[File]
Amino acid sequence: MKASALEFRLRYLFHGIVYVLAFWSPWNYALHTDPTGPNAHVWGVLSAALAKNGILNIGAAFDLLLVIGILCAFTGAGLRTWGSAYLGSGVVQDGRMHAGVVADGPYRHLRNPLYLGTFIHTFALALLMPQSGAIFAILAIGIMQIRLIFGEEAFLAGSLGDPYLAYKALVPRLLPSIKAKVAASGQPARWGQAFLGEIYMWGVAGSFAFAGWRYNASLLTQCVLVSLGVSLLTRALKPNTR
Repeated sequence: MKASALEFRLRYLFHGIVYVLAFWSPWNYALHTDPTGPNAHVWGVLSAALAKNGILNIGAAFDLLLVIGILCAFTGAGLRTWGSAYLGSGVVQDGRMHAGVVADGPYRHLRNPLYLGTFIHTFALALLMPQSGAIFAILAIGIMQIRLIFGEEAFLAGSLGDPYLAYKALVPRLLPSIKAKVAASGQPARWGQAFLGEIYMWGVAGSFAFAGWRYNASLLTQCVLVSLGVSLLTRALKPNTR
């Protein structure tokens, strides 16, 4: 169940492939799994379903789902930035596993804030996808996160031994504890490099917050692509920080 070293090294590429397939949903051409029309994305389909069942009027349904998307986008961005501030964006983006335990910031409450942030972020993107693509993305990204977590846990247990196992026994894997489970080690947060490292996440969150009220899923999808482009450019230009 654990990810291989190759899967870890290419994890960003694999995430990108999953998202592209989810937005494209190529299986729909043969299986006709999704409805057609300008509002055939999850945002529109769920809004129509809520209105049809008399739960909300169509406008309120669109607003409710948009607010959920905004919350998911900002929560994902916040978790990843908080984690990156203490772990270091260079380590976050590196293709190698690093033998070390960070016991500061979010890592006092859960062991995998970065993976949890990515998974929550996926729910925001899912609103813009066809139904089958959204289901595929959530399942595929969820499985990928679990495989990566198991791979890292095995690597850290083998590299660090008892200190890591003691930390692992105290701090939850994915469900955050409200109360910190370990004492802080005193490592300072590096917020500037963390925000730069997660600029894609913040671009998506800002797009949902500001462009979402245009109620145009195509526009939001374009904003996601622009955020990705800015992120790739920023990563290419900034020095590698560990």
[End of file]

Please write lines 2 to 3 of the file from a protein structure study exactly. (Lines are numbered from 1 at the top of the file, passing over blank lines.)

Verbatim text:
Repeated sequence: MKASALEFRLRYLFHGIVYVLAFWSPWNYALHTDPTGPNAHVWGVLSAALAKNGILNIGAAFDLLLVIGILCAFTGAGLRTWGSAYLGSGVVQDGRMHAGVVADGPYRHLRNPLYLGTFIHTFALALLMPQSGAIFAILAIGIMQIRLIFGEEAFLAGSLGDPYLAYKALVPRLLPSIKAKVAASGQPARWGQAFLGEIYMWGVAGSFAFAGWRYNASLLTQCVLVSLGVSLLTRALKPNTR
């Protein structure tokens, strides 16, 4: 169940492939799994379903789902930035596993804030996808996160031994504890490099917050692509920080 070293090294590429397939949903051409029309994305389909069942009027349904998307986008961005501030964006983006335990910031409450942030972020993107693509993305990204977590846990247990196992026994894997489970080690947060490292996440969150009220899923999808482009450019230009 654990990810291989190759899967870890290419994890960003694999995430990108999953998202592209989810937005494209190529299986729909043969299986006709999704409805057609300008509002055939999850945002529109769920809004129509809520209105049809008399739960909300169509406008309120669109607003409710948009607010959920905004919350998911900002929560994902916040978790990843908080984690990156203490772990270091260079380590976050590196293709190698690093033998070390960070016991500061979010890592006092859960062991995998970065993976949890990515998974929550996926729910925001899912609103813009066809139904089958959204289901595929959530399942595929969820499985990928679990495989990566198991791979890292095995690597850290083998590299660090008892200190890591003691930390692992105290701090939850994915469900955050409200109360910190370990004492802080005193490592300072590096917020500037963390925000730069997660600029894609913040671009998506800002797009949902500001462009979402245009109620145009195509526009939001374009904003996601622009955020990705800015992120790739920023990563290419900034020095590698560990």